New cars are expensive. The average price of an automobile in 2017 was over $36,000, according to Kelley Blue Book data. While you can find cars for significantly less money, even the subcompact sedans and hatchbacks are a pretty penny once properly equipped. But what if you go for the base model? Is the significantly lower bottom line price worth missing out on the nice equipment and comfy seats? Let’s take a closer look at what you need to consider when buying a base trim level car.
Will You Be Comfortable?
Comfort is one of the key features you should worry about when purchasing any car. You’re going to spend a lot of time in the vehicle. That means it should fit your body. Don’t get a car that you don’t fit in. Get something that has a cabin appropriately sized for you and seats that support your body well. Also, you need to be able to see out of the vehicle easily and aren’t annoyed by engine or road noise.
The best advice is to drive a base model and a higher trim level vehicle. That way, you can find a car you like and decide if you can still be comfortable in the lower trim level. The lowest trim level often lacks many of the nice amenities, like heated or cooled seats, a high-quality HVAC system, and seats that can be adjusted in many different ways. While the basics of the model, like the size and shape of the cabin, will remain the same, the details can differ and when it comes to comfort, details matter. Don’t buy the base model if it doesn’t provide you with the comfort amenities you know you’ll need.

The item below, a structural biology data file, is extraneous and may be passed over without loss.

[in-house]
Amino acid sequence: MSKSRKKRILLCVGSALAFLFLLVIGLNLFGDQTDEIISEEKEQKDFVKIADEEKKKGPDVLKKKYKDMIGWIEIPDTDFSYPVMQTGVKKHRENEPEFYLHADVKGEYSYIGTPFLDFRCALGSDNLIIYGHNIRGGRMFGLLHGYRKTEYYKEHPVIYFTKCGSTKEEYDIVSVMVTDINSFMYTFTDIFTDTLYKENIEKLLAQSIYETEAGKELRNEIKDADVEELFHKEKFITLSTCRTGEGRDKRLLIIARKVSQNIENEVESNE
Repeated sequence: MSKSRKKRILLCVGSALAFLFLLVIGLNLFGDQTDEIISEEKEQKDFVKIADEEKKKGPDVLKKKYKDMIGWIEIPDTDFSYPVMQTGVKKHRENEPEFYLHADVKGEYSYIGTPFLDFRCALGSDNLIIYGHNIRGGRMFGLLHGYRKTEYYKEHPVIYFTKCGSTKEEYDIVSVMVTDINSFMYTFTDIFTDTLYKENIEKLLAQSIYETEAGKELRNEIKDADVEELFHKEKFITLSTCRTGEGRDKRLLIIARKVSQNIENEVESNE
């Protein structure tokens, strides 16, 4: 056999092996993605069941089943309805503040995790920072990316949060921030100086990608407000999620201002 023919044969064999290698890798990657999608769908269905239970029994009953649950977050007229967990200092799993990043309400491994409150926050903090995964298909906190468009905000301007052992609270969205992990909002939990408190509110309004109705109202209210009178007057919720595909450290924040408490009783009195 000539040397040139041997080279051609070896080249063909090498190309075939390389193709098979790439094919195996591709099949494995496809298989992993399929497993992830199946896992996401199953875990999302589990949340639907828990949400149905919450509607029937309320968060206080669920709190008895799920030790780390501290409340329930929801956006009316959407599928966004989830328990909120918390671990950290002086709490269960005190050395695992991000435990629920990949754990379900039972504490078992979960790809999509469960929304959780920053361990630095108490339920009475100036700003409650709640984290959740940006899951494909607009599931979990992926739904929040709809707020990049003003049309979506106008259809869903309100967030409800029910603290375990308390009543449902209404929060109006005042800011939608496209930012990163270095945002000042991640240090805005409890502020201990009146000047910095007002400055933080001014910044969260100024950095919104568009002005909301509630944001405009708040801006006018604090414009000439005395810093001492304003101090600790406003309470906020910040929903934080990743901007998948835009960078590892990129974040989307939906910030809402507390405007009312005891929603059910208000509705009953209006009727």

Will You have the Features You Need?
Unless you’re a Luddite who doesn’t use their phone much, you’re probably going to want to upgrade a trim level or two so you can use the latest apps and features on the infotainment system. Some cars have excellent features in the base model. Many Kia and Hyundai vehicles, for example, offer infotainment systems in their base models that don’t offer all the fancy features but do have things like Apple CarPlay, Android Auto, and Bluetooth connectivity.
Again the best move here is to drive and experience the features of a base model and a higher trim level car. Don’t assume the higher trim level won’t be much better. Also, don’t assume a lower trim level will be able to do everything you need. Going with a base model often comes with some compromises in the technology department. If you’re okay with those compromises, then it may be smart to save a few dollars by going with a lower trim level.
How Will it Impact Resale Value?
If you plan on driving your car until the wheels fall off, then you can probably disregard this section. Get the trim level of car that’s right for you and love it until the engine quits on you. If, however, you plan to keep your car for three or five years and then upgrade to something newer, you need to think about resale value and how trim level will change how much your car will be worth.
On the used car market, most people are going to pass up the base model for something with more features. While your car won’t necessarily depreciate faster if it’s a base model, you might have a hard time finding someone who doesn’t want the features that come with a higher trim level ride. When you buy a base model car, you’re essentially limiting the number of potential buyers when it comes to resale, and you’re probably better off spending a little more so you can get more when you turn around a few years later to sell it or trade it in.